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Convert a font to a bitmap and an array of rectangles

June 4th, 2009 3 comments

Recently I’ve been working on adding text to my game. It turns out that you hit a few speedbumps when you attempt to add text output to your OpenGL game on the iPhone:

  • OpenGL ES does not have any support for rendering text. Bummer.
  • If you use Core Graphics or Cocoa Touch to draw your text over the top of an OpenGL view, your performance goes down the tubes.
  • If you resort to using Core Graphics, you can only use the inbuilt iPhone fonts. At the time of writing there does not appear to be any easy way for a developer to install new fonts, or even use a font file included in the app’s bundle.

As far as I was concerned, the only respectable approach for a game was to use OpenGL to render the text. The standard approach is to put all the characters from the font into a texture, then render each character of your text as a textured quad. To do this you need to know the rectangle that each character occupies within the texture. If you had an array of these rectangles, you could compute the offset into the array using the ASCII code of the character itself and easily write a little function to draw a text string,  using the rectangle widths to proportionally-space the characters.

I found a funky free font at dafont.com then started searching for a tool that would produce the texture image and rectangles automatically. There are lots of ad hoc solutions out there but nothing fit the bill exactly.

I wanted my font in a standard bitmapped image format so I could post-process it in Photoshop for gradients, drop-shadows and other effects. This meant that I needed to be able to add user-definable padding space around each character. I also wanted to be able to copy-paste the font characters into the same texture as my other game elements, so my game could avoid a texture-swap operation. And naturally I wanted each character’s bounding rectangle in a form I could easily paste into my Objective C code.

I ended up writing a Windows utility called Font Scraper. It lets you choose a font on your system and produces two files – a nice anti-aliased PNG containing characters in a colour of your choice over a transparent background, and a text file containing the rectangles which is suitable for pasting into a statically-initialized array in C, C++, C# or Objective C. The actual source code that makes use of these resources is left up to you!

Here’s a sample of a suitably game-like font, processed with Font Scraper then tweaked in Photoshop.

I’m aware that proper kerning requires more information than just the bounding rectangle of each character, but I think that’s getting overly complicated for game use. If you need the best-possible rendering, then look at FreeType instead. The rectangles produced by Font Scraper let you display simple proportionally-spaced type in your game.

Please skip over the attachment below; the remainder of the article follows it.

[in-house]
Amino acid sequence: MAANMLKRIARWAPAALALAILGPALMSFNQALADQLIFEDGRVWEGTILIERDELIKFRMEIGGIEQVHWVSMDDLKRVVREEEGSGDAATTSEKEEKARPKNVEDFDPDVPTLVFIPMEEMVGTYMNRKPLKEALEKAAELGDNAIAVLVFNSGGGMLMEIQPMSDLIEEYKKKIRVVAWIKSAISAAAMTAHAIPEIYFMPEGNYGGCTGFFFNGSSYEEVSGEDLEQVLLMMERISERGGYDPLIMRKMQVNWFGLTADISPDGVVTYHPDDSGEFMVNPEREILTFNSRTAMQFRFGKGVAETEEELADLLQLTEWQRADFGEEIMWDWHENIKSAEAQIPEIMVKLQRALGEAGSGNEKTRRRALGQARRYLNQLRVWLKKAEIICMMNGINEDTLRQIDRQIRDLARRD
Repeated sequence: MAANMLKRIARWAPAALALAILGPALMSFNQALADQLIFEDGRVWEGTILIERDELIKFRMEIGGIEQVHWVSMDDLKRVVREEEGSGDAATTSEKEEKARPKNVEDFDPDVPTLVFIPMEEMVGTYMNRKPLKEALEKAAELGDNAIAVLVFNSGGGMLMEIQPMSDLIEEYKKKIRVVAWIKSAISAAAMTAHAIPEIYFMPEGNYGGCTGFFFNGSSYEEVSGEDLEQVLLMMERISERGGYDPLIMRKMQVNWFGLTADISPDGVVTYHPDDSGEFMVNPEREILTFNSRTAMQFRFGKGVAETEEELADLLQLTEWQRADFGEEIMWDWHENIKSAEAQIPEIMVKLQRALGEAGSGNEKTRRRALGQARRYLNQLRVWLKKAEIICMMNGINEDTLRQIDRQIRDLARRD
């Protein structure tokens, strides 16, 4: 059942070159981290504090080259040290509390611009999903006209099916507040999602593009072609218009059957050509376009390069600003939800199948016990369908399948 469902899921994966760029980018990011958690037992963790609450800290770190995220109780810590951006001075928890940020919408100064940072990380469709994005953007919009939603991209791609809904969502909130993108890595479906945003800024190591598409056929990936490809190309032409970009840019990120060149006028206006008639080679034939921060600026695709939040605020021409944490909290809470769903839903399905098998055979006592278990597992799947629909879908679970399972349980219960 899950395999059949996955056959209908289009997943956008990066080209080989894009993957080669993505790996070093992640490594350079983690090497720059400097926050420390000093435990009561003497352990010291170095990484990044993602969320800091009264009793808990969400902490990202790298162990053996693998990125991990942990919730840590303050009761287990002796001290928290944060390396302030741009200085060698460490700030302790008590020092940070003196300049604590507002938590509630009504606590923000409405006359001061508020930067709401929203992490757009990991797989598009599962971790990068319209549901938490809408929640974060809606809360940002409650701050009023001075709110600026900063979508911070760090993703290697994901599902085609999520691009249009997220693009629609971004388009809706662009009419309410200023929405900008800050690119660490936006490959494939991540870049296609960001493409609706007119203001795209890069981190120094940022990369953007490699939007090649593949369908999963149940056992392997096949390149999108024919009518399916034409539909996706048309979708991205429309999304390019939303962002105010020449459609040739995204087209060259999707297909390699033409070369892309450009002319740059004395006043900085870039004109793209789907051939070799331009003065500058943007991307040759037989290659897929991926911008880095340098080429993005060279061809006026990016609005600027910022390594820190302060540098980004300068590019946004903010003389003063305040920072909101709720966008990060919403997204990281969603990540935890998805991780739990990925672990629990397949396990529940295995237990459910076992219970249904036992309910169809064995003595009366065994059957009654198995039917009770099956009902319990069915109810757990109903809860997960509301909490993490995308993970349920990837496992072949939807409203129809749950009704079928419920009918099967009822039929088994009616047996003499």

When you display the string, your code may need to use an appropriate tracking value to increase or decrease the space between characters. For example, if you use an italic or script-like font or you add padding, you will need to reduce your character spacing so that they overlap. Otherwise the characters will appear too far apart.

Unfortunately Font Scraper is for Microsoft Windows only, which I acknowledge might be frustrating when you consider that all iPhone developers have Macs. But I’m a Windows developer and my interest in programming for Apple platforms currently extends only to the iPhone, so now might be the time to check out Bootcamp!

Please leave any comments specific to Font Scraper itself on the Font Scraper download page.

Categories: iPhone, Useful

Reducing your game’s power consumption

May 6th, 2009 Comments off

Battery life is the one major thing I hope improves with the next generation of iPhones and iPod Touches. My wife and I use our Touches almost exclusively for gaming, and nothing sucks juice like my wife playing games. She will typically drain a full battery in one gaming session – we’re talking about less than two hours here.

Don’t tell her, but I’ve just bought her a USB charger for Mother’s Day (no, I’m not married to my mother, but my wife is a mother and she thinks that entitles her to presents from everybody). She can hopefully then just sit in bed plugged in to the mains and stop bugging me to recharge the thing.

So this brings us to the topic of the day. What are the things that we developers can do to reduce battery usage and the carbon footprint of our games? I have three suggestions, and they are all related to frame rate.

1) Use the minimum frame rate that looks good